In addition, pay attention to your paychecks because some teachers have noticed funny numbers in their take-home pay. One such example is of a teacher whose W-2 form shows more money than was actually paid. Another teacher saw an increase in salary but no explanation of why. What the DOE giveth, the DOE can taketh away -- if you have direct deposit.
Furthermore, after you are removed from the ineligible list, and even after you find yourself at a new school as an ATR, you many one day receive an e-mail in your Inbox or a letter via postal service from a school or some other DOE office telling you about immediate openings at schools or mandatory job fairs. The interview dates for immediate openings offered directly by a school could possibly be mandatory. This is where the whole issue of your status of district comes into play. Make sure to contact the DOE entity and let your status be known. Take notes and write down names. Consider showing up in person.The important thing is to be able to counter whatever argument the DOE makes for terminating you for not showing enough effort to get hired or for not appearing at mandated interviews. It could happen!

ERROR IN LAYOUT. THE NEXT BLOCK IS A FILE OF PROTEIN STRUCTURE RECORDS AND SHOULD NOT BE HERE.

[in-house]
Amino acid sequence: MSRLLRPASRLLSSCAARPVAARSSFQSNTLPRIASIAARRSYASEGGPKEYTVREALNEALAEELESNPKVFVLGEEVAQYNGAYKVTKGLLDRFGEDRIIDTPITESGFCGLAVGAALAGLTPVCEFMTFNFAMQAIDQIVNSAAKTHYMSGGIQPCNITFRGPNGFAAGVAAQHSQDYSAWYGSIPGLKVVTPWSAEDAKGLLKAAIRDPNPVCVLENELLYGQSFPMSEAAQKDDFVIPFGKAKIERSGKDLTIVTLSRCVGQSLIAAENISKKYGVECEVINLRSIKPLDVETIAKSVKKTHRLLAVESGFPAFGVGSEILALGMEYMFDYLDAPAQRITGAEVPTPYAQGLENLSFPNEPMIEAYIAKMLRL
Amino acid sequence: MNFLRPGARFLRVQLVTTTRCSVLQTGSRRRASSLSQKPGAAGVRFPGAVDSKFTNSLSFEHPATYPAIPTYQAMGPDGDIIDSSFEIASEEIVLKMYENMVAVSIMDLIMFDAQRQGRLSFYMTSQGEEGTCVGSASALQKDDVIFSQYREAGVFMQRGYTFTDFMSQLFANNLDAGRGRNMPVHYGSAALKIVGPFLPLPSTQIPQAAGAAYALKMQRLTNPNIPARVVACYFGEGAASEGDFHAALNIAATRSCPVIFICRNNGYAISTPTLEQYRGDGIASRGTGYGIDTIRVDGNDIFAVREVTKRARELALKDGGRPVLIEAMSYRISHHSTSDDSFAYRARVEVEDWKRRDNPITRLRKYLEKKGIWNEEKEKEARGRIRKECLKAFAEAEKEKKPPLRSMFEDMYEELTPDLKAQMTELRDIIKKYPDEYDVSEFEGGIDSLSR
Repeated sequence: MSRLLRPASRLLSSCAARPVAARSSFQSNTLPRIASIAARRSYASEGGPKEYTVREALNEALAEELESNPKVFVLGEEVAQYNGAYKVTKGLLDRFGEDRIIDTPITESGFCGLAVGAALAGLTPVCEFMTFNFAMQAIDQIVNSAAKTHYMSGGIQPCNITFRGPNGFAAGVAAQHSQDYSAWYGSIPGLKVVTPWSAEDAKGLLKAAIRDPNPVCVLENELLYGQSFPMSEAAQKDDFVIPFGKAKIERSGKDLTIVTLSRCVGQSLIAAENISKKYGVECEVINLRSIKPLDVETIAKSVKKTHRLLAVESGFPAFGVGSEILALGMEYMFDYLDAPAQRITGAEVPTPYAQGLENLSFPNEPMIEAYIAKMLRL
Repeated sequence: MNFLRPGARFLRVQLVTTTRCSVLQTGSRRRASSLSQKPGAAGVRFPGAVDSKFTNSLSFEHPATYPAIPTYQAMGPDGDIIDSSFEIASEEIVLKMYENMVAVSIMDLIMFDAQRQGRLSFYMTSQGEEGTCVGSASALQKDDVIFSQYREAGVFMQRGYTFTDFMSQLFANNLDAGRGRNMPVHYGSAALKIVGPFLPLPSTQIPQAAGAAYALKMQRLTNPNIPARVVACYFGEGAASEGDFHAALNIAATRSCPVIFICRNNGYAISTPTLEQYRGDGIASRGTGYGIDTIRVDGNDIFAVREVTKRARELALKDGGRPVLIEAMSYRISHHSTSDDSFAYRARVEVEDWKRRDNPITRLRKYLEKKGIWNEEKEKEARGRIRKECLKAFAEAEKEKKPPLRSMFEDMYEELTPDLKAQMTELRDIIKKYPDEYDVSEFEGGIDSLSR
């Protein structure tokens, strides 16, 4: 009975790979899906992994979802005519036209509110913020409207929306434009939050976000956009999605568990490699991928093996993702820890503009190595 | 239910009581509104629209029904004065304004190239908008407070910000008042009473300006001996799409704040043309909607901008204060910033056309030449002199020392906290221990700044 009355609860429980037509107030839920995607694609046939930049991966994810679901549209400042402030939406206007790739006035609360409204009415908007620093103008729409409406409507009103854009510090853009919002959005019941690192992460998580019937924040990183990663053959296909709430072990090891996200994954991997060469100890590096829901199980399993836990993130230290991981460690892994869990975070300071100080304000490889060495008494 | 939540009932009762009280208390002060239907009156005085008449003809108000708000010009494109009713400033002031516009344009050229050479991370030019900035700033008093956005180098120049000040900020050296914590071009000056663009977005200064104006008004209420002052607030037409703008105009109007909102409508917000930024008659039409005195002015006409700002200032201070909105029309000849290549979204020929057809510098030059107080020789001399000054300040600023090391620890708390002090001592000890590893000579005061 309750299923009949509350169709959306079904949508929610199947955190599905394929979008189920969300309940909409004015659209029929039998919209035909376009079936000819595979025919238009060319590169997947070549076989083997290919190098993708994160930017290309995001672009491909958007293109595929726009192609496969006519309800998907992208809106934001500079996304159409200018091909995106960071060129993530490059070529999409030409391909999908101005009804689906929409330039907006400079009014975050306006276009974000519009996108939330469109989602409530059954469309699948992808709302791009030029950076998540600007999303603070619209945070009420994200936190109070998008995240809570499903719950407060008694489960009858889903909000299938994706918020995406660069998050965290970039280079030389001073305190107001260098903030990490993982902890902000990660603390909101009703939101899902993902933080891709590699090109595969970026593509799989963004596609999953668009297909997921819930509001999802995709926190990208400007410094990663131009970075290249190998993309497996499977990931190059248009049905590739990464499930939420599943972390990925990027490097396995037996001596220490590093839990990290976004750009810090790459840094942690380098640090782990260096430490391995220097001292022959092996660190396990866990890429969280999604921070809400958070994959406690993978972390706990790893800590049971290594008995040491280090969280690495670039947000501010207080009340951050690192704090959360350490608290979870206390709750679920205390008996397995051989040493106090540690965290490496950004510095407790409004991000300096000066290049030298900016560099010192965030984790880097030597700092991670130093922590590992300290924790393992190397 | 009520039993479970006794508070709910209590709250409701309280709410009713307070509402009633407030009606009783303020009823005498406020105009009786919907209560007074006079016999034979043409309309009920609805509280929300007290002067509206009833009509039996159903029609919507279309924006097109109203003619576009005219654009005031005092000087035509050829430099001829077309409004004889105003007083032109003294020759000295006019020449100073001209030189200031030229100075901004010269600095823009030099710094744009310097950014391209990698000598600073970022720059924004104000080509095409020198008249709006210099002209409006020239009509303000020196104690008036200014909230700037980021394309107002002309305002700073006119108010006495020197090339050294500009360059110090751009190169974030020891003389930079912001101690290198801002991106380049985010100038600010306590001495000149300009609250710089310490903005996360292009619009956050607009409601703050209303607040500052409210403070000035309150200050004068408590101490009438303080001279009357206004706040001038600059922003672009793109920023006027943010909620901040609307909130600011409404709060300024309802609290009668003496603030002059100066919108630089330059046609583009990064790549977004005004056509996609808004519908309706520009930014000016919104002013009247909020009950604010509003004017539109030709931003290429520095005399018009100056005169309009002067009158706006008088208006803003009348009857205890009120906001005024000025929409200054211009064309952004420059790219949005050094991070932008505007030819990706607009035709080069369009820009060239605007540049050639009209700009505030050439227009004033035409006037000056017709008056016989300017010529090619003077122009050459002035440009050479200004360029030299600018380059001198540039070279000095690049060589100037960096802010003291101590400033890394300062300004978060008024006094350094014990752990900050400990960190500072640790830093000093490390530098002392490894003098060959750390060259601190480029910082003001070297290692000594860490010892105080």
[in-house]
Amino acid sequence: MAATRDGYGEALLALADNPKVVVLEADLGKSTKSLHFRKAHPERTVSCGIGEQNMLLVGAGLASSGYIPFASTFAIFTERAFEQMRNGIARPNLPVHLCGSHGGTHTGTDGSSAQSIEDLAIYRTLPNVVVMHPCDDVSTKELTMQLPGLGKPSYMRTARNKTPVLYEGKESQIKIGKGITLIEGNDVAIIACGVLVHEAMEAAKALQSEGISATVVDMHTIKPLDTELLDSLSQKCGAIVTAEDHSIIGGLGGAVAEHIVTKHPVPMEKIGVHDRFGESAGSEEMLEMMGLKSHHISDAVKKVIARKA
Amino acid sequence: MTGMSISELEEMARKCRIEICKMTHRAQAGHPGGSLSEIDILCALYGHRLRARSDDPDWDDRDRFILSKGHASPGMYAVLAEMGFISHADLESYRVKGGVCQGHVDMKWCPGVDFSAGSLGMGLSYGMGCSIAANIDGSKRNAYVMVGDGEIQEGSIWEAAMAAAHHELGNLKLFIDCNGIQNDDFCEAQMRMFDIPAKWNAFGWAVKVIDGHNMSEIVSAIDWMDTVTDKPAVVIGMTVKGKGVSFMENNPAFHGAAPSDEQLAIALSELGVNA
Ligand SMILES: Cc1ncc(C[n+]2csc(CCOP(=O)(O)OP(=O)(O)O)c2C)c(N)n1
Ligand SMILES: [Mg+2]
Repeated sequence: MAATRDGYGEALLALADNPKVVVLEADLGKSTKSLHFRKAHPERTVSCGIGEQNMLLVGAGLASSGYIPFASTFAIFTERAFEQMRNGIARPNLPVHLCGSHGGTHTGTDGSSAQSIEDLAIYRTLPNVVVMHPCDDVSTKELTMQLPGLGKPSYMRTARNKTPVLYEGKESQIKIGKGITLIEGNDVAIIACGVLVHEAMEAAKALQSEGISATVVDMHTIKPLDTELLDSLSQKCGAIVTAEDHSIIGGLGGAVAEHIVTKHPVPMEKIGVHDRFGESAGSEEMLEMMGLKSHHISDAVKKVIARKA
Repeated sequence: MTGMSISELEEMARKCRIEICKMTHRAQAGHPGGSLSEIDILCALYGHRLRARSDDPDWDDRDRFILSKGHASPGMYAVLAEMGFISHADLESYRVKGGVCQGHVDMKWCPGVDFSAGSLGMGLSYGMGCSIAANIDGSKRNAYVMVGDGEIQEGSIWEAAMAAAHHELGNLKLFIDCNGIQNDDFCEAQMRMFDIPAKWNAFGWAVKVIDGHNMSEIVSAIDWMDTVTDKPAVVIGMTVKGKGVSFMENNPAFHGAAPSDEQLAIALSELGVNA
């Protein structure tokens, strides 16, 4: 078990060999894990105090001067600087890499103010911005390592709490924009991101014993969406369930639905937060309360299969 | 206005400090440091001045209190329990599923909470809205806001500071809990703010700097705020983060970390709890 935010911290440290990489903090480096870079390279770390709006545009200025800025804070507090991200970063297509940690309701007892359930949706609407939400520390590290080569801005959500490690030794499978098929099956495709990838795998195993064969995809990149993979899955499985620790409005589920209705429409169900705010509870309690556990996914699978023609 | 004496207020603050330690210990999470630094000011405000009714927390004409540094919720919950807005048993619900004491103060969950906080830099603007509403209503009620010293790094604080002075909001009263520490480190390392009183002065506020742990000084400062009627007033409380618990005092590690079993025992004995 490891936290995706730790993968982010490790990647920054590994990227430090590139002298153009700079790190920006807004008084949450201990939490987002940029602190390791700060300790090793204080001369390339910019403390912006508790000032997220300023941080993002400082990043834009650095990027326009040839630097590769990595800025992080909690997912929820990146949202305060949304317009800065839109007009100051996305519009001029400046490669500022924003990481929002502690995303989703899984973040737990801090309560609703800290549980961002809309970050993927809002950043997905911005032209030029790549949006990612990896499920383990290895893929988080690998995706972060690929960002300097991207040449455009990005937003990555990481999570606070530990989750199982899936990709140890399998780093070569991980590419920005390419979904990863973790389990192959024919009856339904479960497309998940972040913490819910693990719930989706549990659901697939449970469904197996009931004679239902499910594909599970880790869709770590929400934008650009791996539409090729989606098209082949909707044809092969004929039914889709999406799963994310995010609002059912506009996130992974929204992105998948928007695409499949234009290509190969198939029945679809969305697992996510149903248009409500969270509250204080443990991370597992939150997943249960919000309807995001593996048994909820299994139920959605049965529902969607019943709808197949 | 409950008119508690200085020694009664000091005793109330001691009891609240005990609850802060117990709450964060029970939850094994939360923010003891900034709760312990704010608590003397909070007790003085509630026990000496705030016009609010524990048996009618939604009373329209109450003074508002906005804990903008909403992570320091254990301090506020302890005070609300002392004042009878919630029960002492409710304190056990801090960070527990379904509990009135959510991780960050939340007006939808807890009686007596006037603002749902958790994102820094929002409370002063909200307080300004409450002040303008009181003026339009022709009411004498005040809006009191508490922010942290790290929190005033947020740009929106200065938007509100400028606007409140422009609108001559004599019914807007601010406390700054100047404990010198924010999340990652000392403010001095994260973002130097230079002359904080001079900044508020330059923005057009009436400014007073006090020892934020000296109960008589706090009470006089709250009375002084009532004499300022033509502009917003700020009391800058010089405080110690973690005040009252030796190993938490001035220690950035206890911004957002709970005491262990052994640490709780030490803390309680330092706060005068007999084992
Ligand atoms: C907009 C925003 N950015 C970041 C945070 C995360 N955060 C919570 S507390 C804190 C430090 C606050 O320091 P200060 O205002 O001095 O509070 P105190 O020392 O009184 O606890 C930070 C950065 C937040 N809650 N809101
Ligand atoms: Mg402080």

Life after mediation should not be scary, but it is because of the internal administrative changes, our nebulous status, and the DOE’s goal of terminating ATRs. Just make sure you always write down the names and contact information from everyone you encounter so you can stay on top of your status and next teaching assignment until you are hired and appointed once again.
©2010. Please let TAGNYC know how Settling 101 has helped you.